PITY the Nation is a book on Lebanon by renowned journalist Robert Fisk. However, these days many articles on or reports from Pakistan seem to have similar titles.
Although Pakistan is obviously in the grip of a serious tumult, I do dislike pitying ‘nations’. Some weeks ago, I visited the country for the second time for a TV programme, but my main motive was not hardcore reporting peppered with sensational pictures and some clever analysis.
In fact, I am a political commentator/columnist for two daily newspapers and an academic, and my vocation combines the two aspects. Yet, I have never felt comfortable with the requirements of my occupation. I know a little about Pakistan’s history and am somewhat aware of Pakistan’s problems as any other observer and reader of politics would be and could come up with my piece of analysis on the recent crises as the culmination of historical problems that began with the creation of the country. Besides, the use of literature on ‘nation states’, in vogue for the last few decades, is of great help when it comes to commenting on Pakistan.
For instance, if the story and history of nation states is all about ‘imagined communities’, Pakistan is perhaps one of the finest products of a rather ‘wild imagination’. I think, apart from the impact of history, Pakistan’s founding ideology, which attempted to create a modern nation with reference to religious identity, well deserves to be defined as ‘wild imagination’. But, after all, the history of humanity is replete with manifestations of a wild imagination — the French Revolution was no less costly, let alone the Russian Revolution of 1917. And it is not only revolutions; the emergence of all nation states has come at a very high price.
For that matter, it is rather unfair to define the hardships of ‘non-western’ societies as examples of ‘failures’. It is reasonable to try and analyse political and historical backgrounds to be able to understand recent dilemmas and more than necessary to condemn the failures of decision-makers. Nevertheless, there is a delicate line not to be crossed between the efforts of understanding (or of struggling with ills) and adopting a rather accusing tone for such societies based on their hardships.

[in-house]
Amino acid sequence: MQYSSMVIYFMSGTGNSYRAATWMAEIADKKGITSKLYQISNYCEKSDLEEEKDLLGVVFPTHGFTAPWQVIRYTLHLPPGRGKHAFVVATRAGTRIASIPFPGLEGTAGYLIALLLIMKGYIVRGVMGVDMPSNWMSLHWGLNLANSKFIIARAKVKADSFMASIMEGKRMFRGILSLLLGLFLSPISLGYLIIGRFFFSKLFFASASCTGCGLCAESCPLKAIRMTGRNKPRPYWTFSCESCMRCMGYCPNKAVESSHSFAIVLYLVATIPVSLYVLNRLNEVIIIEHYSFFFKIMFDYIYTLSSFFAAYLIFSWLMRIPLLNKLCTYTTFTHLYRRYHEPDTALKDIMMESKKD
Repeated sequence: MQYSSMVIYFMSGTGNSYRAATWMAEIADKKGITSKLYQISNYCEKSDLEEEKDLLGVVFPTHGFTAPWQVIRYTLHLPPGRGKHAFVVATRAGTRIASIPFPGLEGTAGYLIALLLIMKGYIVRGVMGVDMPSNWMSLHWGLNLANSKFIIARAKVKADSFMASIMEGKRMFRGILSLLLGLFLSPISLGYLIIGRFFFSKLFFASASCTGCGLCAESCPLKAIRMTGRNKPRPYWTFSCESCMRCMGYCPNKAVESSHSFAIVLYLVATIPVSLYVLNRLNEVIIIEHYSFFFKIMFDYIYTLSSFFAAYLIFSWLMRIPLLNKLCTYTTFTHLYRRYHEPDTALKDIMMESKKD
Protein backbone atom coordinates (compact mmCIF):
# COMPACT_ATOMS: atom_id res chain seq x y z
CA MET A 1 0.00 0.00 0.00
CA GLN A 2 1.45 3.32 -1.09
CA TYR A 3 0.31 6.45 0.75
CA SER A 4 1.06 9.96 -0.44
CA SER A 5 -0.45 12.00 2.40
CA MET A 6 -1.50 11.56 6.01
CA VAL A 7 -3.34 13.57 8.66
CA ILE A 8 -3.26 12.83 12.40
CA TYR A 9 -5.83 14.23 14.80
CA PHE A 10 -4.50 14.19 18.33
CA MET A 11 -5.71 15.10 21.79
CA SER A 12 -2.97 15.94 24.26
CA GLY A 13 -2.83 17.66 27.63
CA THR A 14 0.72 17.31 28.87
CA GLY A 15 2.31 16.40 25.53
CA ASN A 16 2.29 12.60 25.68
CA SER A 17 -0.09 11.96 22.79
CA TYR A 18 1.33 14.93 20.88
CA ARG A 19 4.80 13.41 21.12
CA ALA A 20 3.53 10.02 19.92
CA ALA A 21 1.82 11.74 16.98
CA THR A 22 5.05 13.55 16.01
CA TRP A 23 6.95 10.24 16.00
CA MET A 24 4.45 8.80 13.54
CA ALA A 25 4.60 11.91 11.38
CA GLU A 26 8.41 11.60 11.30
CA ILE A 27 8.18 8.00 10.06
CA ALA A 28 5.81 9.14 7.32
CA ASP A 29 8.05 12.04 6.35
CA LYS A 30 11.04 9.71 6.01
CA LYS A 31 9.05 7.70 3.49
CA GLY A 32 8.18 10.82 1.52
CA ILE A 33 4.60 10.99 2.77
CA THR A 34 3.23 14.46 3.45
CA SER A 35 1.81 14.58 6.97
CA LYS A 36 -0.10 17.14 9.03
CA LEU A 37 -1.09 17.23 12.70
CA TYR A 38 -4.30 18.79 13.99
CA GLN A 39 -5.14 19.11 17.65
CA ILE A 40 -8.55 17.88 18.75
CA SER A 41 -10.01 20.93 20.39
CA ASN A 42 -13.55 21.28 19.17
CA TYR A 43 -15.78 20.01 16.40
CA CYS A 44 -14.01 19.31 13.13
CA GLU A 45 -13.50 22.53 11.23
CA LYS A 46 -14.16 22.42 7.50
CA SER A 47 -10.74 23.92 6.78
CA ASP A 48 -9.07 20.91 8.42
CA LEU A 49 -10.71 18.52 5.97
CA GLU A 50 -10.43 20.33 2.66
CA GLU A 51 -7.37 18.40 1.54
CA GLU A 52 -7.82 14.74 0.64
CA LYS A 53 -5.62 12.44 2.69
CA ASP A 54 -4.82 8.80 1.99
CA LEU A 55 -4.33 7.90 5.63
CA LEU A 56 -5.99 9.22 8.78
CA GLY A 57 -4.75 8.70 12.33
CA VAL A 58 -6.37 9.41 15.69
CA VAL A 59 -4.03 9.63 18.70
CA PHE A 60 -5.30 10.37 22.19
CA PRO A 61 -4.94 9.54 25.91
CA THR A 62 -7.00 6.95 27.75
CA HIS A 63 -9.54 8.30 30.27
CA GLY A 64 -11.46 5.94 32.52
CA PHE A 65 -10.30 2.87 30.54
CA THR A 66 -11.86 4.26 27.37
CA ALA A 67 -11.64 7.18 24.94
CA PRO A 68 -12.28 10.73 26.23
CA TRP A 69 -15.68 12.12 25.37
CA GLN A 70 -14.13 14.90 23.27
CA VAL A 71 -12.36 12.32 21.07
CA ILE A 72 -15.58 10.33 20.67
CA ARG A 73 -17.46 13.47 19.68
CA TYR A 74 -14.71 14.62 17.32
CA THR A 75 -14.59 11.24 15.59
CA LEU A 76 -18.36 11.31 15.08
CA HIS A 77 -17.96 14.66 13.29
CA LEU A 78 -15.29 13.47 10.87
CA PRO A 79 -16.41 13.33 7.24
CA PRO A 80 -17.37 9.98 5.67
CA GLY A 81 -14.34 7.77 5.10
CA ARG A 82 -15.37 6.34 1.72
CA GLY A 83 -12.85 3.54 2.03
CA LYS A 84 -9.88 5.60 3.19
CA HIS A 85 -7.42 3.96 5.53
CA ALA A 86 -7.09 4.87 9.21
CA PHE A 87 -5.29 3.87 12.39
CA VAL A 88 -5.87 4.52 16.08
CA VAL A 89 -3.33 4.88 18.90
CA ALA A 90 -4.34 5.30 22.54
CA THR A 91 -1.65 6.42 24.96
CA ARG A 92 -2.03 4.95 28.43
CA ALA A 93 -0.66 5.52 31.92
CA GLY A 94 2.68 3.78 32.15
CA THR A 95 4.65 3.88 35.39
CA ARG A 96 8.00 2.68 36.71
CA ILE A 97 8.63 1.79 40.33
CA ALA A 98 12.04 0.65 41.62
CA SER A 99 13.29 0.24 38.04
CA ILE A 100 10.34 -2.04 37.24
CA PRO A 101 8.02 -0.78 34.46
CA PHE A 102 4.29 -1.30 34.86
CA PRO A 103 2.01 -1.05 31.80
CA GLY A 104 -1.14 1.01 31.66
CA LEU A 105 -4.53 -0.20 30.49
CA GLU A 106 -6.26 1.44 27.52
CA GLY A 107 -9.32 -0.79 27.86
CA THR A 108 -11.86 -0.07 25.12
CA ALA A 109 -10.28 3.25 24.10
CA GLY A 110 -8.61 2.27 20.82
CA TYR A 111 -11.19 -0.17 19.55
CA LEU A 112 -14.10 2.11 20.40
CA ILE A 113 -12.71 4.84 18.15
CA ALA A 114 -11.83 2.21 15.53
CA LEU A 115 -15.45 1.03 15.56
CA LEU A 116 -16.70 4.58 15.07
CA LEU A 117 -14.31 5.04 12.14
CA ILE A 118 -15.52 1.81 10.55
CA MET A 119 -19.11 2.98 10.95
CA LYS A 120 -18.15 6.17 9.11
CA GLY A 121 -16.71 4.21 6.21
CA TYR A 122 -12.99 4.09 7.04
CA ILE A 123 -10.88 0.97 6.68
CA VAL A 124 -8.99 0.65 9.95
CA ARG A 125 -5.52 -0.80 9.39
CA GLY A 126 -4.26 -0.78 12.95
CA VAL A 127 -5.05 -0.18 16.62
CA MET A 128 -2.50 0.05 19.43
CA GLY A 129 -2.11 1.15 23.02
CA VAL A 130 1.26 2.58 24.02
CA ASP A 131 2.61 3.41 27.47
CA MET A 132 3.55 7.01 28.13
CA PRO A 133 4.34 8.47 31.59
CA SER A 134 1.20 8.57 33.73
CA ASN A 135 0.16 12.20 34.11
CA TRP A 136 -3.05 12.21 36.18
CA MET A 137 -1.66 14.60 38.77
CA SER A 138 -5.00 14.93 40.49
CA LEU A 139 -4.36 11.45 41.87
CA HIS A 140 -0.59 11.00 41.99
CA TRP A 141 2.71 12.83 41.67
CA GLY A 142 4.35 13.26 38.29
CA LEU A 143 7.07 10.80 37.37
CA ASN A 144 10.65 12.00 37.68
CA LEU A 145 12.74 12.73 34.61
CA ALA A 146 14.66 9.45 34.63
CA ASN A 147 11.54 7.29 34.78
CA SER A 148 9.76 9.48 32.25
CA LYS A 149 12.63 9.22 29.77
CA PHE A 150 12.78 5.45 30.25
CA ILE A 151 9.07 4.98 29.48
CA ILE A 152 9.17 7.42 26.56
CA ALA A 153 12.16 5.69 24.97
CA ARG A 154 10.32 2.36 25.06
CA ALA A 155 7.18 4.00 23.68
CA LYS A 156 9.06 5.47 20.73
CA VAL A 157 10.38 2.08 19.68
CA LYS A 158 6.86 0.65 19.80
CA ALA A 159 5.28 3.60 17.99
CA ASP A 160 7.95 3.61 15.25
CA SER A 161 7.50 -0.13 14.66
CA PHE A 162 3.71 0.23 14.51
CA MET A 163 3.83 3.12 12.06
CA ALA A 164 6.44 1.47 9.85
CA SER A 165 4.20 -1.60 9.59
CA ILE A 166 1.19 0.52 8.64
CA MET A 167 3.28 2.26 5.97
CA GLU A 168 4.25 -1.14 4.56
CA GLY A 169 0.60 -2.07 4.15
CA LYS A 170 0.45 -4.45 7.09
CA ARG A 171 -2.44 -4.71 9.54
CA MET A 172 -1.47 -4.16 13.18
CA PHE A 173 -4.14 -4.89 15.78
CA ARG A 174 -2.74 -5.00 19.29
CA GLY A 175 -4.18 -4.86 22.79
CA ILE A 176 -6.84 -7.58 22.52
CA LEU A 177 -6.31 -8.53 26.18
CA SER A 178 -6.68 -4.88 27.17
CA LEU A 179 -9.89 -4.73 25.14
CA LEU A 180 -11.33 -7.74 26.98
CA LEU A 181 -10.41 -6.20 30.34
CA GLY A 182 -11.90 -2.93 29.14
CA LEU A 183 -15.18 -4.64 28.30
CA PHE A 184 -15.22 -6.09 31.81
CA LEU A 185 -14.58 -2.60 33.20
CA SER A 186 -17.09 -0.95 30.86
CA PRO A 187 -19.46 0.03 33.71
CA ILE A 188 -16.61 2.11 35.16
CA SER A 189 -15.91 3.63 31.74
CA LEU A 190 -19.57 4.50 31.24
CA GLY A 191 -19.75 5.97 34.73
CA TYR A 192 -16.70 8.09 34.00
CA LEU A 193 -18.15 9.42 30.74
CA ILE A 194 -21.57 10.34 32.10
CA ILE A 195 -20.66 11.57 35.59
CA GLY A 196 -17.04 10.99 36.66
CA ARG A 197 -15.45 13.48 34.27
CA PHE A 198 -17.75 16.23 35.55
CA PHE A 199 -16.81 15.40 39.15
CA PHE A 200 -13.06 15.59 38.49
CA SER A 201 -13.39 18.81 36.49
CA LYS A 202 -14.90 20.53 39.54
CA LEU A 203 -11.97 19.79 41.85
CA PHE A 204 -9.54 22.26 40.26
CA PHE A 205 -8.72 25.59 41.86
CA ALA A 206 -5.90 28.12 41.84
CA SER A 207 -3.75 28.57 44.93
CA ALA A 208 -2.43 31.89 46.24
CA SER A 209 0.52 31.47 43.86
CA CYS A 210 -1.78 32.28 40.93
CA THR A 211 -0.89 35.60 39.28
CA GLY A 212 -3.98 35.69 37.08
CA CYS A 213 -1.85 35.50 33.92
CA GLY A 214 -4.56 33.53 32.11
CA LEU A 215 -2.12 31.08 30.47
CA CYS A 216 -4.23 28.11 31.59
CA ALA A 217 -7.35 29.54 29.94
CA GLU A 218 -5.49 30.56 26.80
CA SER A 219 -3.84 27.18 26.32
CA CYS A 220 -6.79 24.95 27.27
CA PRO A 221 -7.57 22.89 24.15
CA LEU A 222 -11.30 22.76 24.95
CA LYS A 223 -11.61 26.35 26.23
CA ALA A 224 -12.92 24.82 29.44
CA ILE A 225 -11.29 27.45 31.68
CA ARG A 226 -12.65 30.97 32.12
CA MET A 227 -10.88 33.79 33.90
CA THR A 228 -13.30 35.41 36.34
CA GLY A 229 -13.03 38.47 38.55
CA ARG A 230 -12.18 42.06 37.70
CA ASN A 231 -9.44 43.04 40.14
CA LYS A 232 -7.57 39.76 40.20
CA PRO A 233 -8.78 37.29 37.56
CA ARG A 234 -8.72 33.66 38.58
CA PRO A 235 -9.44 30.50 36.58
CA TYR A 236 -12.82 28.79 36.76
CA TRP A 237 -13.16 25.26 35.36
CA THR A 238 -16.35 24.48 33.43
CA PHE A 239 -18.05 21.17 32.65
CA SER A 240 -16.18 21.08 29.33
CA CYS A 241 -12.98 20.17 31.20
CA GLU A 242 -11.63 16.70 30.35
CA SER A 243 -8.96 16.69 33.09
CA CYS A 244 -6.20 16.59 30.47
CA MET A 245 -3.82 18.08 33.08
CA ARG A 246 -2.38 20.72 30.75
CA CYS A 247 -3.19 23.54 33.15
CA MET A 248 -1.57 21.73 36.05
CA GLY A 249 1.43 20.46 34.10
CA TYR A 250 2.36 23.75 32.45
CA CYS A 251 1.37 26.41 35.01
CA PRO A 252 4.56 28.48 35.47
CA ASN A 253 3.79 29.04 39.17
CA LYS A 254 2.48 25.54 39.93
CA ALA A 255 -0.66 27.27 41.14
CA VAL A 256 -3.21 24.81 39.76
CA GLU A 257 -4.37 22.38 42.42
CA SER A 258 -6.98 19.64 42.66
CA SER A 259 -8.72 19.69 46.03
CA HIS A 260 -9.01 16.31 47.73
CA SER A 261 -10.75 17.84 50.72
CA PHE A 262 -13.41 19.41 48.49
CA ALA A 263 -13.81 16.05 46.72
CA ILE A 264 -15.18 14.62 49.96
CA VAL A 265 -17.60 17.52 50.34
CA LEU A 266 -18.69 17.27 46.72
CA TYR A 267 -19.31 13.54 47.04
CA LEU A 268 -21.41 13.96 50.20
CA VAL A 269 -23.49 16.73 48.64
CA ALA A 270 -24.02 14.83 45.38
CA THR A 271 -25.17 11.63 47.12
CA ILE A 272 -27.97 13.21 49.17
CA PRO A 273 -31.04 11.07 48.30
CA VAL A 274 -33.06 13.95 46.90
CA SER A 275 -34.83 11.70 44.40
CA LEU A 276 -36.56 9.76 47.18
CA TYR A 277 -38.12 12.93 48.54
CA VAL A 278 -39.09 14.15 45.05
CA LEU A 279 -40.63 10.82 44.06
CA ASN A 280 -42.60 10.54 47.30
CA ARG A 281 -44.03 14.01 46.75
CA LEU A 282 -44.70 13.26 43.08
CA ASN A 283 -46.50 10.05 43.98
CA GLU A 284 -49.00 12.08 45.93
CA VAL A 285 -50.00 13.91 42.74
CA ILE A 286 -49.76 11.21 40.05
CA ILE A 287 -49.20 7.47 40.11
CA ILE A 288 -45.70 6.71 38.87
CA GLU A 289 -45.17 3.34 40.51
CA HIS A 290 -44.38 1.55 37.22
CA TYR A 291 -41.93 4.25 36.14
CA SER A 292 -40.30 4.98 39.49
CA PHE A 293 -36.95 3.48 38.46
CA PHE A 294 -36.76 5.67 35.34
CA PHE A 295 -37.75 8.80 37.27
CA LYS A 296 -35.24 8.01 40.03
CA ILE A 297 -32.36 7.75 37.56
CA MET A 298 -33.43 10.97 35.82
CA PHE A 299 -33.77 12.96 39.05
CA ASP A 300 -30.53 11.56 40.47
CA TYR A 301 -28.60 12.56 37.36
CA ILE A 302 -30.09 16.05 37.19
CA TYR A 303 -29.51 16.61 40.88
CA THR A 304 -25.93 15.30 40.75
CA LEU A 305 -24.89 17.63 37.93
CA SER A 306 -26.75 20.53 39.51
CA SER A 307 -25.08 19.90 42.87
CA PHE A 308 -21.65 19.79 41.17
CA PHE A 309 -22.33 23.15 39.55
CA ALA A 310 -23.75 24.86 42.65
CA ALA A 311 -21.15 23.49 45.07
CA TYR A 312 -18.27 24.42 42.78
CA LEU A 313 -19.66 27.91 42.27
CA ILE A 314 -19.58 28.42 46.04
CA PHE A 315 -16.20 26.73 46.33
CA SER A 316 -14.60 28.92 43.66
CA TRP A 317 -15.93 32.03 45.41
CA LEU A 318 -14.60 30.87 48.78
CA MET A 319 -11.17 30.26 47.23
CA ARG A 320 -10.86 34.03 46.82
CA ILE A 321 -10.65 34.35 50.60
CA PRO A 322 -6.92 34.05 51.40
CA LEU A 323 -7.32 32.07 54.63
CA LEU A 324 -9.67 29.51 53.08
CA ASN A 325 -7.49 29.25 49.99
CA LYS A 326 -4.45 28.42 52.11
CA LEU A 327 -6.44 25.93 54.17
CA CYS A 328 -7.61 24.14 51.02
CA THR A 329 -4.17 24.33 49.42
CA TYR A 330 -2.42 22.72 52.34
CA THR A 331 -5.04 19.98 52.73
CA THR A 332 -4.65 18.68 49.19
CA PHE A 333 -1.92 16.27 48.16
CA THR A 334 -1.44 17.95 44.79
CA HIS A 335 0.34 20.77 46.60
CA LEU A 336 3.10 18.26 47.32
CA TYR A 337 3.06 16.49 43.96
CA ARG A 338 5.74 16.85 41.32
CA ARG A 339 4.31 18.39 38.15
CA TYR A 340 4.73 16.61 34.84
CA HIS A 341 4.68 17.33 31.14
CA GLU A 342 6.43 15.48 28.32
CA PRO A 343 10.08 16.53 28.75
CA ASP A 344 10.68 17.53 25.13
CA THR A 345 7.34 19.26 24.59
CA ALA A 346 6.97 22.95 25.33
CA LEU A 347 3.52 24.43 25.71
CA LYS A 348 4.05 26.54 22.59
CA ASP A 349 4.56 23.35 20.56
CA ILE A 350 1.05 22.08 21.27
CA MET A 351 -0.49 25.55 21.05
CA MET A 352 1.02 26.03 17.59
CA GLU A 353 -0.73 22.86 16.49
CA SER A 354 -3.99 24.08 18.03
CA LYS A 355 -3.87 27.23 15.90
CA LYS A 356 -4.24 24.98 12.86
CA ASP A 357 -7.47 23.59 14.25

‘Non-western’ societies have intellectuals who blame the evil of imperialism and foreign threats and interference for all ills. There is no doubt that this state of mind hinders ‘the politics of the possible’. Yet, the other extreme involves putting all blame on the shoulders of ‘unsuccessful’ states and societies. And finally, this attitude is of no help to those who are already plagued with predicaments. Now, this is the case with Pakistan.
In fact, it is no longer relevant to discuss the problematic nature of the founding myth or the raison d’etre of Pakistan. As a citizen of a somewhat similar society and state, I know the useless vicious cycle of discussions and analyses on the causes of such issues. And, when I visited the country, it was this feeling that dominated my impression of Pakistan.
Abstractions like ‘nation state’ are imperfect tools to measure a society with all its complexities and facets; even terms like ‘ethnic divisions’ and ‘sectarian conflicts’ are limited. This is what I feel each time I attempt to write on such countries for Turkish readers. The Turks see Pakistan as a war zone and most political analyses somehow validate and support this terrible picture. In fact, this is not peculiar to Turkey as in general its average citizens are more inclined to think of only their own life as real, reducing other societies to pure abstractions. Strangely, the intellectuals are no better; the only difference is that, in their case, they believe that other societies are a combination of abstractions such as ‘ethnicity’, ‘sectarianism’, ‘Bhutto supporters’, ‘tribal forces’ and others.
I am not at all an individualist or sceptical about intellectual reasoning. Far from it. I am just terribly disturbed by the total detachment from human suffering. The information age provides better tools to hear and read the news from all over the world, yet enforces detachment through ‘analyses’. Moreover, the ways of presentation of ‘non-western’ societies almost confirm the image that they deserve.
In the modern world, the media had long presented the ‘beautiful people’ of poor countries and dismissed poverty and other complex problems and then the trend was reversed. As for Pakistan, especially today, we only see desperate refugees and Pakistanis caught in a conflict. These pictures no longer enforce ‘awareness’ but detachment. For this reason, I needed to underline the various aspects and the rich mixture of Pakistani lives to convince the Turks that war and fighting are far from natural to the denizens of this beleaguered country. They are much more than just Punjabis or Sindhis, Shias or Sunnis, fundamentalists or liberals, and fighting with each other is not all that they do.
The Turkish minister of foreign affairs who visited Pakistan recently must feel the same way and I hope his efforts will contribute to the well-being of all Pakistanis. Nation states may be illusions in the beginning but the lives of millions are bound to their survival. They may be old fashioned but most of humanity is not equipped to live up to new standards.
The writer is a columnist based in Turkey and an associate professor of political science at the Istanbul University.